I think the saying goes, “If it ain’t broke, don’t fix it”. I kept telling myself that after I had agreed to try a new boot for the first time in seven seasons. Crispi boots have been all the rave in the last couple of years, and as I have discovered, it’s for a good reason. After a few emails back and forth with Kendall at Black Ovis/Crispi, we decided that the new for 2023, Shimek GTX would be about perfect for what I am after.

Crispi Shimek GTX

Crispi Shimek GTX

When the Shimek’s hit my doorstep in late July, I loaded up my 1-1/2 year old on my back, laced the new boots and hit our local hiking trail, looking to get the break-in period over with before the fall. To my surprise, there was virtually no stiffness or uncomfortable areas. They were no different than a tried-and-true mountain boot with a season under them. I chalk this up to the Crispi ”2 Flex Rating” (although it’s a little more flexible than I am used to.)  I noticed that the toe box was slightly roomier compared to what I have been using. I have a narrow foot, so this was different for me. More info here.

Shimek GTX Break-In

I have always been accustomed to my boots needing a break-in period. Typically, I would need to log around 30 miles before they really felt like I could put some serious miles with weight on my back without any heel pressure or hot spots.

After a few more training hikes over the course of the summer, I found myself deep in the backcountry, living out of the Shimeks comfortably. Over the course of my elk hunt, I experienced warm fall days at the start, then a steady downpour of rain that eventually transitioned into short-lived snow.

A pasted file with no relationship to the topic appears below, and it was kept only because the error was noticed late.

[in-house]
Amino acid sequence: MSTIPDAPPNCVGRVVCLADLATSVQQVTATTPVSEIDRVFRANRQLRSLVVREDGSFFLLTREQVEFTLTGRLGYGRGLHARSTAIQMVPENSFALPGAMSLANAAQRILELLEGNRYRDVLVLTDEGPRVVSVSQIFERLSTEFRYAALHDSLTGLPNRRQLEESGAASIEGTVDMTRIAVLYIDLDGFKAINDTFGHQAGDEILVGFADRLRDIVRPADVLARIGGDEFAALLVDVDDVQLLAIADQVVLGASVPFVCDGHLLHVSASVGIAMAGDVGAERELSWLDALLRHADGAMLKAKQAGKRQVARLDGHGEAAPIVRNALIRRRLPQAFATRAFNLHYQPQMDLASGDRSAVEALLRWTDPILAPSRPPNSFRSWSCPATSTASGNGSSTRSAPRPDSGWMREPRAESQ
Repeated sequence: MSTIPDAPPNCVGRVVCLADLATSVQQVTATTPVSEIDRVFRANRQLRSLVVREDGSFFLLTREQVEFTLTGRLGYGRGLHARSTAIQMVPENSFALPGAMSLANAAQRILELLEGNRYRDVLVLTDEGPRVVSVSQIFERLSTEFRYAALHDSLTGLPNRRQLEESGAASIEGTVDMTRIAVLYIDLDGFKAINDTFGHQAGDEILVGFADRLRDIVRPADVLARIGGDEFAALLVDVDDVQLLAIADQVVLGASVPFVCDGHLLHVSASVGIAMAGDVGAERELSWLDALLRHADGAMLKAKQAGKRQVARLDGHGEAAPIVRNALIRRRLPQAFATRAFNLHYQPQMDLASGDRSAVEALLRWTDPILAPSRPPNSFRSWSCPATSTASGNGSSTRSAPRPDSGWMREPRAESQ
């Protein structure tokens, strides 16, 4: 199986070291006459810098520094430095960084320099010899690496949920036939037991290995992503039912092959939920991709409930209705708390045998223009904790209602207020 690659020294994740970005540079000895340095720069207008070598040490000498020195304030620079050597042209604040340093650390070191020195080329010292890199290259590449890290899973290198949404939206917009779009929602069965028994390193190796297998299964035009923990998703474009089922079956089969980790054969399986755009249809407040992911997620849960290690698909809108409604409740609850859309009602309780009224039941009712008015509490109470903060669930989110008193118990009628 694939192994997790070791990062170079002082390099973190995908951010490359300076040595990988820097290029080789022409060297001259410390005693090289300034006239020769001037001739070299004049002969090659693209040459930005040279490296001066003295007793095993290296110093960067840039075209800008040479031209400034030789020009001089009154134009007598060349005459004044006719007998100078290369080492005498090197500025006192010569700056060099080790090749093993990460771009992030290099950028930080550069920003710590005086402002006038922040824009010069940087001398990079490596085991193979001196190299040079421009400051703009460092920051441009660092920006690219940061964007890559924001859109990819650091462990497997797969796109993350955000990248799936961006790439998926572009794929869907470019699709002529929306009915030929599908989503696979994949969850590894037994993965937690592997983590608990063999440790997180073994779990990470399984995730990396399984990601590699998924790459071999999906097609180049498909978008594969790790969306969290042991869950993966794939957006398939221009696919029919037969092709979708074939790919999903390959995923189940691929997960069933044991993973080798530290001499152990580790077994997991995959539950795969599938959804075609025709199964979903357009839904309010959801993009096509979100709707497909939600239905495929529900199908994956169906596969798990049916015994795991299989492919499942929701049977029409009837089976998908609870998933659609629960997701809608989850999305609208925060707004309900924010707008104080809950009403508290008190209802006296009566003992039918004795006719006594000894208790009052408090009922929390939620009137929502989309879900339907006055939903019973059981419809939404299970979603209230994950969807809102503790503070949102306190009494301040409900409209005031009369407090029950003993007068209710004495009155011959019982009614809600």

Gore Insulation And Lining

With the boot sporting 400 grams of Gore insulation, I was concerned about my feet being too warm when the weather was nice. This was not the case. My feet never overheated.

Pheasant hunting with the Crispi Shimek GTX

Then came the water. After several days of beating wet brush and no wet feet (I have since had about 100 miles on them chasing upland birds, and I have still yet to have wet feet). The insulation did its job when the temperature dropped, and my feet were never cold. After each hunt, I have been treating them with a waterproofing cream, and it has kept the water out.

Elk Hunting


While the Shimek was intended for Midwest whitetail and upland bird hunts (which, by the way, is indeed the perfect boot for chasing a pointing dog around the cattails), the boot absolutely thrives in the mountains of the West.

Built out of durable Nubuck leather, a full rubber rand paired with the Megagrip Vibram sole, 8” height and very lightweight, this will be my new go-to boot for all my adventures.

What I Didn’t Like

Of course, it wouldn’t be a proper review if I didn’t point out any flaws. The only major issue I could see with this boot would be at the top of the material where the tongue connects to the boot; it is not sewn closed. This could be a weak point for wear and tear or leakage if the boot is fully submerged for more than a few seconds. Time will tell how long they hold up, but I suspect I should be able to get 2 to 3 seasons of 150 miles+ each season out of the new Shimek from Crispi. Order yours here.

Comment or ask Brock questions here.

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Brock Akers
Growing up in hunting family, it was expected that Brock would take to hunting at an early age. Spending most of his childhood in the duck blind with his Dad, he was eager to take part in the harvest himself. Passing his hunter safety course at the age of 9 and taking his first buck that fall was all it took for him to be hooked. Between deer camp each October & weekend trips to eastern Washington waterfowl hunting, time was pretty much consumed. However education was stressed by his parents as the number one priority. He graduated from Renton Technical College in 2008 with a certification in Engineering Design & Technology and has been working in the design/drafting field since then. His current job allows for flexible dates which in turn means a generous hunting season. Aside from hunting in his home state of Washington, Brock also hunts a variety of species each year in Idaho & Montana while building points in several other states. Most of his hunting is done in the remote backcountry. This type of hunting really makes him appreciate the outdoors for what they are. You can find and follow along with him on Facebook & Instagram.